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Brown Patch Experiment

January 31, 2008


I live in the Clearwater, FL area. I have St.Augustine Floratam that has been maintained organically for 3 years. I feed microbes with SBM, CM, Alfalfa Pellets and UCG.

The brown patch area started to show in late November and is roughly 18ft diameter and "slowly" spreading. Every year the brown patch is in a different shaded area of the lawn. This year its in lower lying shaded area. It never kills the lawn, it just looks horrible through winter/dormant season.

I put Corn Meal down in mid September and again in mid October @ 15lbs per 1000. I was hoping it would act as a preventative.


I started this experiment (suggested by nandina) using Corn Meal and Granulated Sugar 4 weeks ago.(approx Jan, 1) The Brown Patch area is roughly 300sqft. I put down 10-lbs of cornmeal on and around the affected area. I also put down 5-lbs of granulated sugar on half the area (roughly 150sft) and hand watered in with a hose. Since then we've received rain 3 times, and I have not need to irrigate.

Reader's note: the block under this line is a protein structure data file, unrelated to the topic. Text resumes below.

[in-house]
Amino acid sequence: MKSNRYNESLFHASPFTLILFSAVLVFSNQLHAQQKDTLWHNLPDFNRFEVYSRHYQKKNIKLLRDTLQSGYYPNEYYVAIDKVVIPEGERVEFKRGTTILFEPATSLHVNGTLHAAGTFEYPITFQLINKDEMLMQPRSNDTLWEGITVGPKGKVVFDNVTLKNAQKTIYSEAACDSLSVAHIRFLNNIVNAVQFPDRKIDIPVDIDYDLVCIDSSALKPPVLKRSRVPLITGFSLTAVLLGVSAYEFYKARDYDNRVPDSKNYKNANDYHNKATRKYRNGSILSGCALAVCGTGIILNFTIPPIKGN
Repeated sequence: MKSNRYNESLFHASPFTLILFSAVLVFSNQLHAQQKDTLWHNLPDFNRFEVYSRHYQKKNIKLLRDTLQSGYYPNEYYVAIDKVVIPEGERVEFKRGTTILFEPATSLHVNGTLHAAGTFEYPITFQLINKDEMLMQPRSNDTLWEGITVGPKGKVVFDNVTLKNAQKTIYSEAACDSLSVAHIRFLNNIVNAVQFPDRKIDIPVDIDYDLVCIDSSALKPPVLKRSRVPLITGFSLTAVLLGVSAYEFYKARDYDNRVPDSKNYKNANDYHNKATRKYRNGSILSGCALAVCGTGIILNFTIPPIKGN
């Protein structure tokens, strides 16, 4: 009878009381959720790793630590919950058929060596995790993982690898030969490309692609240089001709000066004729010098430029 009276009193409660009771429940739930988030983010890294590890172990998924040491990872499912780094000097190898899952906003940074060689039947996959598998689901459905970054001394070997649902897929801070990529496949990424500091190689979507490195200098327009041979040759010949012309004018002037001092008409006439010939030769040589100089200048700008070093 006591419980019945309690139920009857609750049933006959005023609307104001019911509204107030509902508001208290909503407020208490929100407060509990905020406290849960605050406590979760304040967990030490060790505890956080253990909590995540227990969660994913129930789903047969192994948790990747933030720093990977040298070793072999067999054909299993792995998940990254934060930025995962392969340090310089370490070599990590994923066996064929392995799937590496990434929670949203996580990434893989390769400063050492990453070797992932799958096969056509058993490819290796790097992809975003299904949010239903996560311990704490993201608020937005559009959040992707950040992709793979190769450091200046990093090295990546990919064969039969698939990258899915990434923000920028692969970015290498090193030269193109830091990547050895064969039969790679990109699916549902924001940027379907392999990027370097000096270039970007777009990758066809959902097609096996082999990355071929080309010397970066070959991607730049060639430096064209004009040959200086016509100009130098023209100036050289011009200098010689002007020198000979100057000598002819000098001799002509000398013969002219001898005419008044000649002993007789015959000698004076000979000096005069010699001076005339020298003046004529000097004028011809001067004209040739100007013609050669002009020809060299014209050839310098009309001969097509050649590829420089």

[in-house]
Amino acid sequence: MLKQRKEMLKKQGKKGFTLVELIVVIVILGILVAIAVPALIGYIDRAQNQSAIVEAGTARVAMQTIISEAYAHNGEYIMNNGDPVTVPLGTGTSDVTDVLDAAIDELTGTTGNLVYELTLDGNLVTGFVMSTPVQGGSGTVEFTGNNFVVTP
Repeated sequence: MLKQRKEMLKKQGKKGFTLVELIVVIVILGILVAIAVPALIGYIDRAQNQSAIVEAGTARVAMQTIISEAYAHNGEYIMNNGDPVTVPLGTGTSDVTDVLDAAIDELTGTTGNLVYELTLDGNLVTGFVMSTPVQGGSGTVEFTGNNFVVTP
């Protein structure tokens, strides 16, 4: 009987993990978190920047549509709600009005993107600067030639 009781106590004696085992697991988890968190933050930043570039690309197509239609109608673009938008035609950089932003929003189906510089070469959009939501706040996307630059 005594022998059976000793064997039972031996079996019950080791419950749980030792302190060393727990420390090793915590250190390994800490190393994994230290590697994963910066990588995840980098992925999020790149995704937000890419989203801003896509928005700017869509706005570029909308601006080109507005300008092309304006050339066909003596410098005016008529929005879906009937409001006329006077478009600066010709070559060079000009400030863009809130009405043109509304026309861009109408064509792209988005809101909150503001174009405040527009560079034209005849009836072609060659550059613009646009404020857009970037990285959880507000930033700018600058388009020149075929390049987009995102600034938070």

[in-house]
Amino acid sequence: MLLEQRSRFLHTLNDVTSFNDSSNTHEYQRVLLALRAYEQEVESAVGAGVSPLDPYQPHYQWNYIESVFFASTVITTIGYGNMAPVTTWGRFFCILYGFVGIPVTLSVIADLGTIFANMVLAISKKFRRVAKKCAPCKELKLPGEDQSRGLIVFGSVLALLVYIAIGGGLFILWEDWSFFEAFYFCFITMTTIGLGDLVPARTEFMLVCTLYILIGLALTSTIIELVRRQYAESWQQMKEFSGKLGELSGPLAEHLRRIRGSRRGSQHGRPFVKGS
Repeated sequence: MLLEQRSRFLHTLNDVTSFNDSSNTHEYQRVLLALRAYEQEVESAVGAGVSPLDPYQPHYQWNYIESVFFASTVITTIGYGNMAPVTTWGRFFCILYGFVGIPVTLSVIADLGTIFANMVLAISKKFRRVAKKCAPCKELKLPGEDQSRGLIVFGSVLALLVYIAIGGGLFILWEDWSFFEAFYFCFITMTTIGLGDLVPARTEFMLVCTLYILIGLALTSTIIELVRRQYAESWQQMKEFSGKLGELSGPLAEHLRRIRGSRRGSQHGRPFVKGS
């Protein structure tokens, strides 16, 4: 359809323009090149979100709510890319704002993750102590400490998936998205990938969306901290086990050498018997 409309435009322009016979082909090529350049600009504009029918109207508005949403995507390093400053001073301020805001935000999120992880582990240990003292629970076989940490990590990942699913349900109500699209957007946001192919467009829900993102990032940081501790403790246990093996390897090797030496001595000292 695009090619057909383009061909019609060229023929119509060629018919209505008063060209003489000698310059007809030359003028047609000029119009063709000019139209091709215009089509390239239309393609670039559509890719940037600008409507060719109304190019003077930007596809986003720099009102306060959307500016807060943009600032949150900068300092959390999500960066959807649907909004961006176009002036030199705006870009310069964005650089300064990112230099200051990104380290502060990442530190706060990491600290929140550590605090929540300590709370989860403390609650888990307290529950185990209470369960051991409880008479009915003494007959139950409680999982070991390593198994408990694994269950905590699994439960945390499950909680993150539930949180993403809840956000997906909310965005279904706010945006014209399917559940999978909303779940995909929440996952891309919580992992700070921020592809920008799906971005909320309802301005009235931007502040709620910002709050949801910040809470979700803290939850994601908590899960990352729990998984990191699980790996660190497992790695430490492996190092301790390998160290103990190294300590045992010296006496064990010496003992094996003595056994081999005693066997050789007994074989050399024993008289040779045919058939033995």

In the pic below (taken yesterday) I've outlined the affected area. Above the red line is CM only. Below the red line is CM/Sugar. Ive noticed a slight increase in recovery in the CM/Sugar half opposed to the CM only half. Im estimating 20-30% better recovery in the CM/Sugar section. The entire area has stopped spreading and is slowly improving.

So, the question I have is.

Why did the CM/Sugar half have better recovery?

Comments (15)

  • lou_spicewood_tx

    Molasses worked just as good. I still do not see the point in granulated sugar at all since it is very simple sugar which does not feed wide range of microbes. Molasses has over 100 complex sugars and feed significantly more diversity of microbes including fungi.

    That is what I have done to combat my friend's st augustine's problem with BP. It worked.

    I don't know why Nandina never bothered to explain that in details so as of now, I still think molasses is a better choice over granulated sugar. Molasses has traces of nutrients including potassium, iron, magnesium, and other elements. Granulated sugar does not have anything.

    Maybe I look at it differently because I've studied extensively in nutrition and refined sugar isn't very nutritious. Refined food is the worst type of food because of lack of nutrients... This obviously applies to soil biology as well.